We emerged at the top of the hill amidst old-growth pine and cedar trees. Nestled in the shade of these sleeping giants were gray stone markers at the head of sunken graves. There was a children's section, a few family plots and many, many unmarked graves where time and weather had worn away all signs minus the sunken ground.
I took a few rubbings, wrote down some thoughts and grave names/dates before we headed back down the hill. Jean and Bill were going to show us the way to the Catholic cemetery. After walking down the hill, loading back into their truck, then back into our van, we drove all the way around the hill to the other side.
We pulled into a grassy flat area clearly marked by signs that read: "Private Property. Keep Out." What you need to understand is in rural Oregon that is a sign to be taken seriously. People come out, rifles in hand, when you trespass. And…Cave Junction is replete with naturalistic, free-spirits some of whom grow their own crops of happy grass.
Bill and Jean assured us it would be okay and if one of the property owners approached us, we would just tell them we were on the way to the cemetery and they'd let us pass. With that joyous thought in mind we proceeded to trudge two miles into the woods. We walked through a dry mining creek, past an odd stone shrine with wind-chimes, dream catchers and statues and over the Illinois River on a foot suspension bridge (metal, not rope).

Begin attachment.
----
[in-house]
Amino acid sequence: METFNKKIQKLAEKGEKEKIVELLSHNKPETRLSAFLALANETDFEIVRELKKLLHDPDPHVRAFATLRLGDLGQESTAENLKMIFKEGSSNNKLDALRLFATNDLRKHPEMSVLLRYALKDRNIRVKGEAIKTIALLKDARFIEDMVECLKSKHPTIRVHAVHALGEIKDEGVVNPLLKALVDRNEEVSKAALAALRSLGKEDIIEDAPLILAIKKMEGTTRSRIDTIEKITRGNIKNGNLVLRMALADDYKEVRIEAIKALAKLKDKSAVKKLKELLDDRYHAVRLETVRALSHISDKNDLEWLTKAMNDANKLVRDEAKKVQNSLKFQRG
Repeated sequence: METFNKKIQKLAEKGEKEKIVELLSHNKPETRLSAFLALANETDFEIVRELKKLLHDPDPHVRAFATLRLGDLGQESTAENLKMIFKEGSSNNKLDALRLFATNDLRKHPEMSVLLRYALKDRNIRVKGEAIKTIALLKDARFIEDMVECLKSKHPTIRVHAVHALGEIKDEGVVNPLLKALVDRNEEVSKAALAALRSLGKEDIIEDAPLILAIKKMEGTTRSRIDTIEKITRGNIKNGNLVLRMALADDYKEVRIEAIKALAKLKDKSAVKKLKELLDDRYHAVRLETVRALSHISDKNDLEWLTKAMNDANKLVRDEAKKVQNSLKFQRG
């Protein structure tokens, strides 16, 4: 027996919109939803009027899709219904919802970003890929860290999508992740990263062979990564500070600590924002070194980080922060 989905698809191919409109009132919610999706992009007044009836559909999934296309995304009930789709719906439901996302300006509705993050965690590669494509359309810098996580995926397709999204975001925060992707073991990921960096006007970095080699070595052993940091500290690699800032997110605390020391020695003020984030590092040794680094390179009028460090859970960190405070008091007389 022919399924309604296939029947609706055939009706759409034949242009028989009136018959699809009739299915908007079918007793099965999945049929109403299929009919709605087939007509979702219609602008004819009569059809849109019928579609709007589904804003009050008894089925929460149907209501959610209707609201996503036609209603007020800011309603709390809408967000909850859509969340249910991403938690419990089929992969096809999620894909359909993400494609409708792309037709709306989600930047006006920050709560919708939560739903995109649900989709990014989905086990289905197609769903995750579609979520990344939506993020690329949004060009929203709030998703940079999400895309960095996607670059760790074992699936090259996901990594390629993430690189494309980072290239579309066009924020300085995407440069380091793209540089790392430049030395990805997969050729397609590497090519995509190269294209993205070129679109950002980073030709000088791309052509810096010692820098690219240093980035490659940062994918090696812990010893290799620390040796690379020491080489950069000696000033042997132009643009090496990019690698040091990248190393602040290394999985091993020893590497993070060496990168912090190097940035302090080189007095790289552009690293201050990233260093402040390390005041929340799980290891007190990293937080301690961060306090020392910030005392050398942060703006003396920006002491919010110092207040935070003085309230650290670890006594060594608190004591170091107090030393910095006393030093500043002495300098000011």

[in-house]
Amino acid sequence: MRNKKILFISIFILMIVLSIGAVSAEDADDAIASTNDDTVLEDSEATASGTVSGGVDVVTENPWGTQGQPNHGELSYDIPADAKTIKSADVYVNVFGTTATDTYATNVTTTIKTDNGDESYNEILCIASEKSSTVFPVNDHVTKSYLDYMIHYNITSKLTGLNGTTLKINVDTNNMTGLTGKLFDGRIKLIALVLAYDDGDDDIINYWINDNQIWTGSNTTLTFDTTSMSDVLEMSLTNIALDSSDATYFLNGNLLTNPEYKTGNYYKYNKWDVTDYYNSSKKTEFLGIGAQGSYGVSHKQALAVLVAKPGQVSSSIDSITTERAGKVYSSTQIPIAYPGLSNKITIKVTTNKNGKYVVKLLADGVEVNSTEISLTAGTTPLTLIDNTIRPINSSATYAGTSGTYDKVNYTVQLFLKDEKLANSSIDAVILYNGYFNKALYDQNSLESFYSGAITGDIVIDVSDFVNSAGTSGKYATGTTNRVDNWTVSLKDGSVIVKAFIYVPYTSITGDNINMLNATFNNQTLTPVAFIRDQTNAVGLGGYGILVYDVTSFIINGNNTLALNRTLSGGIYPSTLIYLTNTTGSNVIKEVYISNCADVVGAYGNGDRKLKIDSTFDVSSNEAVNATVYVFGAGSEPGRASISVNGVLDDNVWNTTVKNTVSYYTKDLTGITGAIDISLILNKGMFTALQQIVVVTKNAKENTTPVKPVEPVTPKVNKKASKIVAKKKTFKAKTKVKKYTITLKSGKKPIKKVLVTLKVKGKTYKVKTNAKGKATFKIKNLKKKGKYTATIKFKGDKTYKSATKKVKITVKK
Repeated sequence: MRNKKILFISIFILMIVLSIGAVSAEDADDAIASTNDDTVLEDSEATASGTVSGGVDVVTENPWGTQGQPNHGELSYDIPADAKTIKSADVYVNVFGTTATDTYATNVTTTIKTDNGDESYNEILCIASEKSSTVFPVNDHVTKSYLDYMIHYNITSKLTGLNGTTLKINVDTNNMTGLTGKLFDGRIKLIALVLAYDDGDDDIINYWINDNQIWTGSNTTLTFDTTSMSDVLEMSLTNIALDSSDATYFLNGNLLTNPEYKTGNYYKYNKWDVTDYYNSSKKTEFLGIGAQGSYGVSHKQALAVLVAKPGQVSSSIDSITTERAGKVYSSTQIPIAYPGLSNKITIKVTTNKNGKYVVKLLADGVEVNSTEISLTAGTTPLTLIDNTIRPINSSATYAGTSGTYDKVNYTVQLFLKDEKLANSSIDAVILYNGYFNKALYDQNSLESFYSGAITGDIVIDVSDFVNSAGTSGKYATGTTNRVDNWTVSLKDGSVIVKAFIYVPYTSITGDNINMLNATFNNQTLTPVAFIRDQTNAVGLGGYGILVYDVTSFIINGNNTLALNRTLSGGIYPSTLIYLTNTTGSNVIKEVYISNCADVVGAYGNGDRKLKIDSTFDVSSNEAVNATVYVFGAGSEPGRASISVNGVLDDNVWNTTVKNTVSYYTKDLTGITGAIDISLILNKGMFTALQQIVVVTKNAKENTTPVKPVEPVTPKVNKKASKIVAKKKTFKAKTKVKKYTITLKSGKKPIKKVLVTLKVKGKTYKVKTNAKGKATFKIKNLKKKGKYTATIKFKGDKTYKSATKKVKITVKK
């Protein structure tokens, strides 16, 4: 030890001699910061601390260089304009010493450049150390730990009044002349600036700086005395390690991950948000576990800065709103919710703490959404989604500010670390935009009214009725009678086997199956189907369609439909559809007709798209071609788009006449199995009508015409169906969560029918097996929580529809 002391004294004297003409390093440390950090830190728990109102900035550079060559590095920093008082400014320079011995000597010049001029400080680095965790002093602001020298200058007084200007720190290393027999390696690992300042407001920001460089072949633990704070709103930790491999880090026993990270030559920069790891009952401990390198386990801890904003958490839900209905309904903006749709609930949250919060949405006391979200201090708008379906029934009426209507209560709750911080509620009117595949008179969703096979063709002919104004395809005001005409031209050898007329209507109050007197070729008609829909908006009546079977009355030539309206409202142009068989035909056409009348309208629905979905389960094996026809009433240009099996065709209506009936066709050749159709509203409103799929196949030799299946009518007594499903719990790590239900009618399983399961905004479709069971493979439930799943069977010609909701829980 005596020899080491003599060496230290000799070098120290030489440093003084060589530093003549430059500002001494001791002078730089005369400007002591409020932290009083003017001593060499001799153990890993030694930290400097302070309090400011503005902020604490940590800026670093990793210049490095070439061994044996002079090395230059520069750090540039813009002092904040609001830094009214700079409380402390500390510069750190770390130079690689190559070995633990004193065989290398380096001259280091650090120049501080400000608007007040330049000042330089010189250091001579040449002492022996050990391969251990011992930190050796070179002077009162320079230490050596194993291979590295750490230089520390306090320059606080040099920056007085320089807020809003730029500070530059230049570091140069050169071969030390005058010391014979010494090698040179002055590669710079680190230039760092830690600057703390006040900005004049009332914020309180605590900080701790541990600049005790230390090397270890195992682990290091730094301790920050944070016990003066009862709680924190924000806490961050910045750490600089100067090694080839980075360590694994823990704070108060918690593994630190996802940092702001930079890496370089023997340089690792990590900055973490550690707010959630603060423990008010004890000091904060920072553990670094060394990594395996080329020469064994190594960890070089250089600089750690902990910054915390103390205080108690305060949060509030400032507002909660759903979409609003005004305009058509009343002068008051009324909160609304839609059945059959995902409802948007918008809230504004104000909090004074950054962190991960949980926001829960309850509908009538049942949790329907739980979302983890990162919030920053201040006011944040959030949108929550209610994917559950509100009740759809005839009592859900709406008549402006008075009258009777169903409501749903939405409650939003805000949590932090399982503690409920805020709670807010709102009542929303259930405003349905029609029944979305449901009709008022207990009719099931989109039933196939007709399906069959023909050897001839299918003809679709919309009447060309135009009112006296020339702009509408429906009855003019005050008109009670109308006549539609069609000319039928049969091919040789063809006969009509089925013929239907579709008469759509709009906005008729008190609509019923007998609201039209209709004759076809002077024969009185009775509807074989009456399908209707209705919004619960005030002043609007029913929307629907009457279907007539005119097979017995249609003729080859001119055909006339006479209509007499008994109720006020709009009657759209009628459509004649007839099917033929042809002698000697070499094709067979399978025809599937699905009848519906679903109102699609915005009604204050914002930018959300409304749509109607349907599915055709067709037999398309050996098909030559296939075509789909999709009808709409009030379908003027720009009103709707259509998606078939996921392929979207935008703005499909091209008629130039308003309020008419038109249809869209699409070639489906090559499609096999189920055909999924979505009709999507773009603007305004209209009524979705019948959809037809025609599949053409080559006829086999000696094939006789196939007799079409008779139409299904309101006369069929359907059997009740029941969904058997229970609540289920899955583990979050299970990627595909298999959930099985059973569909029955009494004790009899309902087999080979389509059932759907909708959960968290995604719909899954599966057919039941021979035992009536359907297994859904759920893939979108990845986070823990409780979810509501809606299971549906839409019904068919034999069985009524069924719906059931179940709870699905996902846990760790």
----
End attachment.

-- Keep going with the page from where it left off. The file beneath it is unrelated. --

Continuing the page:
My son, knowing how much I hate heights, waited until I was mid-point on the swaying bridge and then jumped up and down several times on it, causing it to rock ferociously. "Keep that up and you'll be swimming," I hissed. He laughed, but he did stop (lucky for him).
The Catholic cemetery is maintained better so the graves were not sunken, but only two headstones remained. The rest were marked by generic white crosses and the entire graveyard was surrounded by a wrought-iron fence. If you search the tall grass carefully, you can find stained glass pieces of windows from the old church.
The feeling was surreal, being out in the middle of nowhere and knowing you were standing where a bustling town once stood. Incidentally, I never could tell where the actual town of Waldo stood. Wherever it was, Mother Nature had reclaimed the land, but it got my twisted mind to thinking and that's how this story was born. A far cry from my original thought, 'Dean falls in a well.' LOL.
It also helped feed Heather's requests for her graduation story: Hurt!Dean, a hug or a snuggle, angst (my dreaded foe) and if I could figure out how to get them wet or CPR then that would be great. So, there you have it - the story behind the story.
Oh and my husband totally scored. He convinced me this proved we needed a four wheel drive vehicle so now he has a 4X4, Ford 150 truck to accompany his soccer mom van. (c:
Thanks again for reading!